When London-based fashion photographer Salvatore di Gregorio
was invited by Cuba's minister of culture to shoot a photo essay in December 2015, he was intent on capturing the country's celebrated comparsas
: the flamboyantly dressed performers who have become the face of carnival throughout the Caribbean and South America.
But rather than replicate the ubiquitous images of smiling performers dancing their way down sun-soaked streets, he chose to show an alternative view, photographing them in a more subdued light.
Foregoing the spectacle of carnival, he shot his subjects wearing full regalia -- replete with colorful sequins, feathers and Cuban flags -- in simple locations, creating a striking contrast between the festivity of their dress and the simplicity of their locales.
A year later, these photos are on view at the Fototeca de Cuba in Havana.
"Carnival is a great example of the rich mixture of cultures that is Cuba," he said. "The comparsas I photographed are members of the traditional carnival groups who are dedicated to keep the Cuban carnival tradition alive. I wanted to contribute to this aim."
Di Gregorio spoke to CNN about the time he spent with Cuba's most flamboyant entertainers.
CNN: What drew you to the dancers as a subject?
Salvatore di Gregorio: My approach as a photographer is to fuse fashion and documentary style. I was fascinated by the props and costumes of the comparsas. I also wanted to tell a different and more nuanced story than the usual images of Caribbean carnival.
I wanted to get as close to the subjects as possible. I wanted to create intimate portraits, capturing the comparsas in the splendor of their costumes against beautiful, everyday backdrops of Cuba.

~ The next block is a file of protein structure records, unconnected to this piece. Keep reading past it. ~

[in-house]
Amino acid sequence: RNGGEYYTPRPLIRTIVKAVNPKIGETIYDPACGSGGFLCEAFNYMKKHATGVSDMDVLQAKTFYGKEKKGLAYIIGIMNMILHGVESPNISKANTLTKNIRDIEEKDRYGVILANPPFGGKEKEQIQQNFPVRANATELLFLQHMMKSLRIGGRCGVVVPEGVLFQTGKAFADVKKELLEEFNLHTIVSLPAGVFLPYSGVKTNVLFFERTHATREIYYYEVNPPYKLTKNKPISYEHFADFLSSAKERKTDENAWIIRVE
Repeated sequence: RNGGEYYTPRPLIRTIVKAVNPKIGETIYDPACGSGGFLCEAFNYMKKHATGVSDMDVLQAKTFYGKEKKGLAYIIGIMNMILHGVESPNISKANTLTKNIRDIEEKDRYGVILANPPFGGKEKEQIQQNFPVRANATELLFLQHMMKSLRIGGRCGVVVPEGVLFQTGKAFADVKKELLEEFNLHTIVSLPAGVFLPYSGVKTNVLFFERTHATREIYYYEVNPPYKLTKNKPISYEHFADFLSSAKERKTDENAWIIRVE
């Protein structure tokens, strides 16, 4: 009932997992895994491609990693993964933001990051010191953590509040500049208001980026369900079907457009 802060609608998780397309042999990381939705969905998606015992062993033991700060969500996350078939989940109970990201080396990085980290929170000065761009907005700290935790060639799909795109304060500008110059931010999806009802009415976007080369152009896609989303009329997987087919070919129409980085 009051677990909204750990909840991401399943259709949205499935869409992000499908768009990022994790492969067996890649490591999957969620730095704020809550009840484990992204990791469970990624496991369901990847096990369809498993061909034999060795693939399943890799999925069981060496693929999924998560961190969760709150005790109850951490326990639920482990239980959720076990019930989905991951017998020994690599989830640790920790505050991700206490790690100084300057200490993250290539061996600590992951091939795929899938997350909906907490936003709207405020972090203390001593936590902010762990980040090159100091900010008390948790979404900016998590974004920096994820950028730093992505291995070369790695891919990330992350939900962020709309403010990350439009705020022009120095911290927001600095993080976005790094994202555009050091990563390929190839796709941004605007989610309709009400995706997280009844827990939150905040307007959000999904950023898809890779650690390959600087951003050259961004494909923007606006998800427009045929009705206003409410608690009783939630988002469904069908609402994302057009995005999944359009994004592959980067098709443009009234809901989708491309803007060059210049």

"Reina" by Salvatore di Gregorio, shot in the Cerro neighborhood in Havana. This woman is part of a group of comparsas called Los Marqueses de Atares. Credit: Courtesy Salvatore di Gregorio
How did you find your models?
I was introduced to the local organizations that manage the events agenda of the comparsas. Each Cuban province has its own. They arranged for me to meet the participants and helped organizing the photo shoots. The sessions were planned, but felt very spontaneous because the context was real.
Were the comparsas as flamboyant and charismatic as their costumes?
They were incredibly charismatic. The hardest part of the shoot was to direct them because they are just not used to being in front of a camera, however they were very easy to work with. Although of the main focus of this project was to draw attention to those magnificent dresses, I wanted to capture the personality and charm of those wearing them.
Do you have a favorite photo from the series?
One of my favorite photos is "Ireme" (a masked dancer who is part of the Abakuá men's society.) The colors of the costume against the background create an incredibly powerful image that shows a Cuba one wouldn't normally see.
"Irème" by Salvatore di Gregorio. This man is from Los Componedores de Batea in Havana. Credit: Courtesy Salvatore di Gregorio
What did you learn while photographing this series?
I am so passionate about this project. It allowed me to create an intimate relationship with a country that fascinates me for its cultural diversity and rich historical background.
The Afro-Cuban culture is fascinating. Exploring and documenting the Yoruba, the religion that is part of this community's culture, with its multitude of rituals and stories, could be the next project.
Las Comparsas de Cuba is on view at the Fototeca de Cuba in Havana until Jan. 4, 2017.